As clothing was a signifier of wealth and prosperity, if someone was wearing rags and shawls they certainly were not the prosperous, but poor, hard-working tenants. This depiction of working-class Irish people depicted in rags was also used to portray the victims of the Irish famine or ‘An Gorta Mòr’ (The Great Hunger). The Irish Famine decimated the Irish rural and urban landscape on such a scale that the ramifications of the mass immigration and large-scale death toll caused by the famine are still felt in certain areas of Ireland to this day.[9]

The Irish potato famine was caused by a disease that meant that the pre-dominate food of the Irish at this time i.e. potatoes failed on a year on year basis from 1845 to 1850. Most people died from starvation or disease caused from little access to food and being evicted by landlords from their own homes or from food being exported when it should have been distributed to the needy. This was the essentially the beginning of the end of a peaceful Ireland as the memories of the famine echoed long into the 19th century and beyond.

1849 irish famine

Fig 6:Bridget O’Donnell and two of her children, pen and ink on paper, c.1849. Wikipedia source.

One of the most haunting images of victims of the famine is an illustration of Bridget O’Donnell with her two children by her side in rags and with a clearly emaciated face in Fig. 6. The image is shocking and Bridget’s clothing or the remnants of her clothing clearly represent the struggles that she had to face as a mother of young children with no food or home. The famine was a catalyst for a resurgence in Irish nationalism in the form of a free and independent state away from any British interference. This is an important point to note as the Nationalist movement played a key part in the influence of Irish fashion in the late 19th centuries and early 20th centuries.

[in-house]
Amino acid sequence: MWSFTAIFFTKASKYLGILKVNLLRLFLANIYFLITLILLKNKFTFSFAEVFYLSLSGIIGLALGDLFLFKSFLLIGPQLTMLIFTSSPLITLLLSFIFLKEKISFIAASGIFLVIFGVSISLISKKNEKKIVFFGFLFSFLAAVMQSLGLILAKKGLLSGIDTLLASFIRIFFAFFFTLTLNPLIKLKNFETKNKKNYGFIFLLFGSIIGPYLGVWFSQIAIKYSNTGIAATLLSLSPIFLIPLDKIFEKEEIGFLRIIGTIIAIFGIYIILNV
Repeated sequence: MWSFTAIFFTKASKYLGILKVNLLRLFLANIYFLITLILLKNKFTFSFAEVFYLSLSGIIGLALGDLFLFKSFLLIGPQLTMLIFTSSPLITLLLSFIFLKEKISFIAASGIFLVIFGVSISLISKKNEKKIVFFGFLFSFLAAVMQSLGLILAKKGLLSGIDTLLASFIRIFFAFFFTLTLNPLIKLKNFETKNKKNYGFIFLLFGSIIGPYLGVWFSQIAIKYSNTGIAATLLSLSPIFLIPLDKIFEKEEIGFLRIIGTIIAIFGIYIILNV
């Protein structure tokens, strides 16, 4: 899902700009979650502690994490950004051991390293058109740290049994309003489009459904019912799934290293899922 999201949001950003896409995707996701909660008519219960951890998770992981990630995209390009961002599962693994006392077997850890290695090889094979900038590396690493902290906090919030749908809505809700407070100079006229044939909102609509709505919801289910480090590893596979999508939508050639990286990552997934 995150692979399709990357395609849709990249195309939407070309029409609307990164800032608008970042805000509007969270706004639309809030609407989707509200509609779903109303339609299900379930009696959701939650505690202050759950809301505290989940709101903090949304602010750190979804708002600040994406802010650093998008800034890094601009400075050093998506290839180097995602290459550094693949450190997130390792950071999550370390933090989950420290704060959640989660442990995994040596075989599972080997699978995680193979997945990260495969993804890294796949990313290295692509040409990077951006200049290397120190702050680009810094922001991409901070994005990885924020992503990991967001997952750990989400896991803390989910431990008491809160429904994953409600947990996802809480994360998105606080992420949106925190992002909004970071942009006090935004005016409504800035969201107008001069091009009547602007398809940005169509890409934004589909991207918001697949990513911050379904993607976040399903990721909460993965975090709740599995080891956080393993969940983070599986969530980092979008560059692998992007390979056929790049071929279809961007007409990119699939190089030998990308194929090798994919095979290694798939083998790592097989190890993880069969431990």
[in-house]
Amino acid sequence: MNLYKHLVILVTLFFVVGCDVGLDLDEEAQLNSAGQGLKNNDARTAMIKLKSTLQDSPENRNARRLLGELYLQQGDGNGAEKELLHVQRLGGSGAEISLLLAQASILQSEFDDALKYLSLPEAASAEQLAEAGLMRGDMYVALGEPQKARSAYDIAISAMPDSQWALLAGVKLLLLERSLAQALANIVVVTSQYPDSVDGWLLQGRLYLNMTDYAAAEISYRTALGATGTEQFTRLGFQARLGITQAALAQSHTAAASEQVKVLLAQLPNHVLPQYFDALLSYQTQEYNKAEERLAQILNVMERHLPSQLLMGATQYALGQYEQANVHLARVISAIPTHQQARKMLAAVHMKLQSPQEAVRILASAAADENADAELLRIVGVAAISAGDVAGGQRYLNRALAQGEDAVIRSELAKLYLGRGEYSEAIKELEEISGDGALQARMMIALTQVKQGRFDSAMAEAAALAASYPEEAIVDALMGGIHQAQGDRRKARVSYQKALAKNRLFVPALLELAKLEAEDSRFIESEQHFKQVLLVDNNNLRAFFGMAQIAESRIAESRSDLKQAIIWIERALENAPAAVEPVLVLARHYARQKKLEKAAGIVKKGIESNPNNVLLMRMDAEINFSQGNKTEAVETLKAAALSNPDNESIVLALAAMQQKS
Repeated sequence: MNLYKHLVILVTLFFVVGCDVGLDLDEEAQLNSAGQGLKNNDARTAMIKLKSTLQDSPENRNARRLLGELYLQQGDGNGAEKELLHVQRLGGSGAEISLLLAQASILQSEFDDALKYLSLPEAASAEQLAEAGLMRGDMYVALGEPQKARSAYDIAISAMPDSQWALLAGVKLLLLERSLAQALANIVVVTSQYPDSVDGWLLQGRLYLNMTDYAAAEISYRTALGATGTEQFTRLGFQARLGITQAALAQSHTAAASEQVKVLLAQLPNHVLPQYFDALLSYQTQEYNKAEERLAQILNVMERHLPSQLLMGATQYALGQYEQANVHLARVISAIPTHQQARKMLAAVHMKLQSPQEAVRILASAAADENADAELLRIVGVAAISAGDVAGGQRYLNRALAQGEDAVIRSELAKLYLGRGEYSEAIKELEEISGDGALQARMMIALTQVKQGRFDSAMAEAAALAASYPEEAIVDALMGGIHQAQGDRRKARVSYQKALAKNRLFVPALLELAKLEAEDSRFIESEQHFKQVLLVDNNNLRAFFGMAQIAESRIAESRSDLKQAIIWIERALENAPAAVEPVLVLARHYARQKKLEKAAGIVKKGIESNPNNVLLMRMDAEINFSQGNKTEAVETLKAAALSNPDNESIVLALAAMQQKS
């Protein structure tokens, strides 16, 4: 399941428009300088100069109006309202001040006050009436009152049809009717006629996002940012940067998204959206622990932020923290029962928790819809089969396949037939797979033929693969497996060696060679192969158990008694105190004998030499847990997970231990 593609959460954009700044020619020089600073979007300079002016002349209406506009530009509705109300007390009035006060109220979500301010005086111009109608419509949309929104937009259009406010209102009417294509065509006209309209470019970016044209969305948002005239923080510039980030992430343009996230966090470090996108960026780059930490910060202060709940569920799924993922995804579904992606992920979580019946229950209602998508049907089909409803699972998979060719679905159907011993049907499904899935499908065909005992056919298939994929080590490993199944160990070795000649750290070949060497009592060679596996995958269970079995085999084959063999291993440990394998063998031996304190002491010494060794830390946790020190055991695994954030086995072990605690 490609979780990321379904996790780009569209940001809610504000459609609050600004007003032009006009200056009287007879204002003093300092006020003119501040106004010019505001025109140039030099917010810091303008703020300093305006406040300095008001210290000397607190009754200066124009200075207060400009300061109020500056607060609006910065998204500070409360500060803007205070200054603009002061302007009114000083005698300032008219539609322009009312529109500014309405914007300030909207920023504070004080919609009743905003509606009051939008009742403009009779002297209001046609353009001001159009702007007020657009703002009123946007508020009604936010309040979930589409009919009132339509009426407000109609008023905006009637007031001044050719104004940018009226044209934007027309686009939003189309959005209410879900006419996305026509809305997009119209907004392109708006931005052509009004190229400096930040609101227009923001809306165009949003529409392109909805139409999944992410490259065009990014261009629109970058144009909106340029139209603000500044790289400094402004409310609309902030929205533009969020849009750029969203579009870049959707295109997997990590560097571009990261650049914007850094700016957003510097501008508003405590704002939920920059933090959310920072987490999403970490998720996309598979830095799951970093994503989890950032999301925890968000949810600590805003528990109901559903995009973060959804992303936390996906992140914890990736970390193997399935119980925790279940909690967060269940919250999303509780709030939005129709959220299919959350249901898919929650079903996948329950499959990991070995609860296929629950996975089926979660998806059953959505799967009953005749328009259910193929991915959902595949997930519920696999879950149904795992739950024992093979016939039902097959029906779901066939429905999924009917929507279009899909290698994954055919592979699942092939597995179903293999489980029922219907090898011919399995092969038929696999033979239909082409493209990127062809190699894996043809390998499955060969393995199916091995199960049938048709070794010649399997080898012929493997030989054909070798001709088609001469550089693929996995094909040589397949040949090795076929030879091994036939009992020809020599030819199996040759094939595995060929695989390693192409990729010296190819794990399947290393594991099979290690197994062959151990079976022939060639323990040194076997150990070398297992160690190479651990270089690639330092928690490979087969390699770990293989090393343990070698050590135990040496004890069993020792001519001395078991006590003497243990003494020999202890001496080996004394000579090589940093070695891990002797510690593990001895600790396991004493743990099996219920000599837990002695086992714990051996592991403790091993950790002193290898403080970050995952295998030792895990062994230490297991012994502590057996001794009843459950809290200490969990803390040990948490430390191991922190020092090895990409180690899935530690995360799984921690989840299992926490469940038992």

[1] David Dickson, ‘Famine and Economic Change in Eighteenth Century Ireland’, in The Oxford Handbook of Modern Irish History, ed. by Alvin Jackson (Oxford University Press: Oxford, 2014), 422-43.

[2] Anonymous, The Earl of Aldborough Reviewing Volunteers at Belan House, County Kildare, The National Trust,

<> accessed 1st February 2019.

[3] Catherine O’ Connor, ‘The experience of Women in the Rebellion of 1798 in Wexford’, The Past: The Organ of the Li Cinsealaigh Historical Society, No.24 (2003), 95-106.

[4] Ibid.

[5] Rua Ruth, Shopping in 18th Century Dublin, Rua Ruth Blog, accessed 11thFebruary 2019.

[6] Ibid.

[7] Mary O’Dowd, ‘Women and Patriotism in the Eighteenth Century’, in History Ireland, No.5, Vol. 14, 2006. <> 

[8] Donal Ó Drisceoil and Fintan Lane, eds. Politics and the Irish Working Class, 1830-1945, (Palgrave Macmillan: Basingstoke, 2006).


[9] Kevin O’Rourke, ‘The Economic Impact of the Famine in the Short and Long Run’, in The American Economic Review, Vol. 84, No.2 (May 1994), 309-313.


About the Author 


Rachel Sayers is an independent researcher and curator based in Scotland but originally from the North of Ireland. Rachel’s main areas of research concentrate on the role that social, domestic and dress history had on the lives of Irish women in the early to mid-twentieth centuries. Rachel has worked for the Imperial War Museums, The National Trust (UK), Titanic Belfast and The National Museum of the Royal Navy on a number of curatorial and research projects.



Leave a Reply

Fill in your details below or click an icon to log in: Logo

You are commenting using your account. Log Out /  Change )

Twitter picture

You are commenting using your Twitter account. Log Out /  Change )

Facebook photo

You are commenting using your Facebook account. Log Out /  Change )

Connecting to %s